The role of phagocytes in immunity to Candida albicans

Annabelle Small, Jovanka King, Deborah Rathjen, Antonio Ferrante

Research output: Chapter in Book/Report/Conference proceedingChapterpeer-review

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Body clearance of fungi such as Candida albicans involves phagocytosis by fixed tissue macrophages as well as infiltrating monocytes and neutrophils. Through phagocytosis, the fungi are confined and killed by the oxidative and non-oxidative anti-microbial systems. These include oxygen derived reactive species, generated from the activation
of the NADPH oxidase complex and granule constituents. These same mechanisms are responsible for the damage to hyphal forms of C. albicans. Complement promotes phagocytosis, through their interaction with a series of complement receptors including the recently described complement receptor immunoglobulin. However, it is also evident that under other conditions, the killing of yeast and hyphal forms can occur in a complement-independent manner. Phagocytosis and killing of Candida is enhanced by the cytokine network, such as tumour necrosis factor and interferon gamma. Patients with primary immunodeficiency diseases who have phagocytic deficiencies, such as those with defects in the NADPH oxidase complex are predisposed to fungal infections, providing evidence for the critical role of phagocytes in anti-fungal immunity. Secondary immunodeficiencies can arise as a result of treatment with anticancer or other immunosuppressive drugs. These agents may also predispose patients to fungal infections due to their ability to compromise the anti-microbial activity of phagocytes.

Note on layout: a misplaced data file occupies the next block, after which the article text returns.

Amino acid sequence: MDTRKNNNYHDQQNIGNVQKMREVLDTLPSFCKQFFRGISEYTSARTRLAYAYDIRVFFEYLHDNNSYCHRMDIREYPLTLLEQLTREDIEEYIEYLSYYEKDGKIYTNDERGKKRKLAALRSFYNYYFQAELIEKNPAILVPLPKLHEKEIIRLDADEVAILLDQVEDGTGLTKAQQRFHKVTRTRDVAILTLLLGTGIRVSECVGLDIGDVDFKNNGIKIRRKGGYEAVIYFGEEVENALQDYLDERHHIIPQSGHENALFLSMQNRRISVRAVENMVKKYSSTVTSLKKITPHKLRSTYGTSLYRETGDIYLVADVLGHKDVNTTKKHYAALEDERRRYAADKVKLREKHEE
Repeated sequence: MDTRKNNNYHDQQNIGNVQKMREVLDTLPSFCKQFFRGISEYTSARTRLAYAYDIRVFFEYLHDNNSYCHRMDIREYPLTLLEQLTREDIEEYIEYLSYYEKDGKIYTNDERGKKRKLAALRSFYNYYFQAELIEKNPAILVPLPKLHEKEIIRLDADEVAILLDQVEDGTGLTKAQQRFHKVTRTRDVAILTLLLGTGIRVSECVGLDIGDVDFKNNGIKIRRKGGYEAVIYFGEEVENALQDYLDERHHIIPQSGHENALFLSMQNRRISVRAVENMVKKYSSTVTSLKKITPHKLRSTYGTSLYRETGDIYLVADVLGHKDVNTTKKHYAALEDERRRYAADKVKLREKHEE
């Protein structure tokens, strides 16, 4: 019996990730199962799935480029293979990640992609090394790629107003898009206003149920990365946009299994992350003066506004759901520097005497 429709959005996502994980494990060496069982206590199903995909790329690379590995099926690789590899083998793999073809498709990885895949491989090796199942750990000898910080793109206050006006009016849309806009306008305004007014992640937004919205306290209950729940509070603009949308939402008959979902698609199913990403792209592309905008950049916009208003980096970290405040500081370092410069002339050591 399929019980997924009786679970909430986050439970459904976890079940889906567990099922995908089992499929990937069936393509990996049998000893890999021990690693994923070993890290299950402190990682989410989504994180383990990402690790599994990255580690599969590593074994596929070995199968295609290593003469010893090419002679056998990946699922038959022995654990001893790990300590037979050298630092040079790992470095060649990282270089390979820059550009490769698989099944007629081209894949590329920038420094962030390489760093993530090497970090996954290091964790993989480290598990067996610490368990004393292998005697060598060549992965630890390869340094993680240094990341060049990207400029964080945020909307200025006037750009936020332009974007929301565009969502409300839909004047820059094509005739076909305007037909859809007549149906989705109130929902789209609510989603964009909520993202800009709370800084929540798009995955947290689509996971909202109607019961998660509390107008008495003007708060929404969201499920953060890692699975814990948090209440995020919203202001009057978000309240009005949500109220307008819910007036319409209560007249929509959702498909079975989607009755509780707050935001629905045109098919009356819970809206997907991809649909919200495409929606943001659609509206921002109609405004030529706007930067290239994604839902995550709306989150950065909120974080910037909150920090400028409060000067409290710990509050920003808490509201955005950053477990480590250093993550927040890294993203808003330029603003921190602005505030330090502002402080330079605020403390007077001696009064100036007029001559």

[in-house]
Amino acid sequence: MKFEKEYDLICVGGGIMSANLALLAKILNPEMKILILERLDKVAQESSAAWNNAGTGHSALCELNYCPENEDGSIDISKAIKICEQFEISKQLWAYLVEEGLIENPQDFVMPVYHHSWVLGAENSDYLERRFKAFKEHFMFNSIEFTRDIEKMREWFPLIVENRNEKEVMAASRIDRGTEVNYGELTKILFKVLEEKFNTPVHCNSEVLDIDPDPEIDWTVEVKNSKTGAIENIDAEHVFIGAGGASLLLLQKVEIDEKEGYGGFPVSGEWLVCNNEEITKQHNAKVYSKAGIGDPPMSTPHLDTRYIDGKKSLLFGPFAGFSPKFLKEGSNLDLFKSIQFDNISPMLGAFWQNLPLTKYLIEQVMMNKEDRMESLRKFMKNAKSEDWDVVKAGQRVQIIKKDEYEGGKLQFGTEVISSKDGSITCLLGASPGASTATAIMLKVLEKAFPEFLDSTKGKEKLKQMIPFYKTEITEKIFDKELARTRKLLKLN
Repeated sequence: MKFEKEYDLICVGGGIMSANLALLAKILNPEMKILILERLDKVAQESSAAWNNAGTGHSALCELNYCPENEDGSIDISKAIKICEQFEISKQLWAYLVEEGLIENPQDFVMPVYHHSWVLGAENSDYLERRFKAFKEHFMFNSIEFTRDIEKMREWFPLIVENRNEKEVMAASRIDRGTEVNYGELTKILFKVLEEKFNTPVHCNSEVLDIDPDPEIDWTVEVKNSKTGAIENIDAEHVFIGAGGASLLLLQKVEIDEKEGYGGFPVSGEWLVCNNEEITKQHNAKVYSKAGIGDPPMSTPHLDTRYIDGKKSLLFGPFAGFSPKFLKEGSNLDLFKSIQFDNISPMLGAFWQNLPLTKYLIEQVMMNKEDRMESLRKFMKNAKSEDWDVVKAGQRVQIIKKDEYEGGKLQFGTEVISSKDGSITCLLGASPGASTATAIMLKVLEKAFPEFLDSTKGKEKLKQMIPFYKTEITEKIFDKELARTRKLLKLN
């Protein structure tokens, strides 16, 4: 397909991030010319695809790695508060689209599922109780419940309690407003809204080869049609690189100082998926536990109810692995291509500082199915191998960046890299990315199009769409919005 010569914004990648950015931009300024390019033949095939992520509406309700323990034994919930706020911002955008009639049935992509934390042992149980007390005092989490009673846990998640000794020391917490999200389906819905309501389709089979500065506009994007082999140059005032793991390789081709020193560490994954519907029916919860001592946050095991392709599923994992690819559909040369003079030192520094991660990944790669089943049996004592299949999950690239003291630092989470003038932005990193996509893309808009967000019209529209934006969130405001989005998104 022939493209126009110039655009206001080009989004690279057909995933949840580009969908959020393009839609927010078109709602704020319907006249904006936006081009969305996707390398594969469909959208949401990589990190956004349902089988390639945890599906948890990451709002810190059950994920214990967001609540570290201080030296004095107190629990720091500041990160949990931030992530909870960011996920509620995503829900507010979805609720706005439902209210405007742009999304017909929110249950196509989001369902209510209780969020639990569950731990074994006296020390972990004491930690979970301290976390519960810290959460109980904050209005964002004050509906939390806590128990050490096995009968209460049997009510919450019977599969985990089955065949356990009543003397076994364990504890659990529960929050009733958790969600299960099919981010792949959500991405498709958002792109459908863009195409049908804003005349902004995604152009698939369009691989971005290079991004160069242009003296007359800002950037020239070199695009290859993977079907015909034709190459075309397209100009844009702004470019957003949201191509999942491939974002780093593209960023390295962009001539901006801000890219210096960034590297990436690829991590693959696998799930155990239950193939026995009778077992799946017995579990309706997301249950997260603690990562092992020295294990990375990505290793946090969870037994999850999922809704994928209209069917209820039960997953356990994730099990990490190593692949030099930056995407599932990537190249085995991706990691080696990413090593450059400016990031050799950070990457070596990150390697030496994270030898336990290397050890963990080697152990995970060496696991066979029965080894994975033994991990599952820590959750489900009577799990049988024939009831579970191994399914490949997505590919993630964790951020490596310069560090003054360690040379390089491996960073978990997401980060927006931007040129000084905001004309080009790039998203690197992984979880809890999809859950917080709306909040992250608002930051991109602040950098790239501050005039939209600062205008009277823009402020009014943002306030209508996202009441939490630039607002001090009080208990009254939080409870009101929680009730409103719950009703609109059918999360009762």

Original languageEnglish
Title of host publicationCandida Albicans
EditorsDoblin Sandai
PublisherInTech Open
Number of pages24
ISBN (Electronic)9781839621529
ISBN (Print)9781838801601, 9781838801595
Publication statusPublished - 2019
Externally publishedYes

Bibliographical note

Link to entire Open Access book, Candida Albicans:


  • Candida albicans
  • Macrophages
  • Neutrophils
  • Complement
  • Innate immunity
  • Phagocytosis
  • Fungal killing mechanisms
  • Cytokines
  • Trained immunity
  • Immunodeficiency
  • Immunopharmacology


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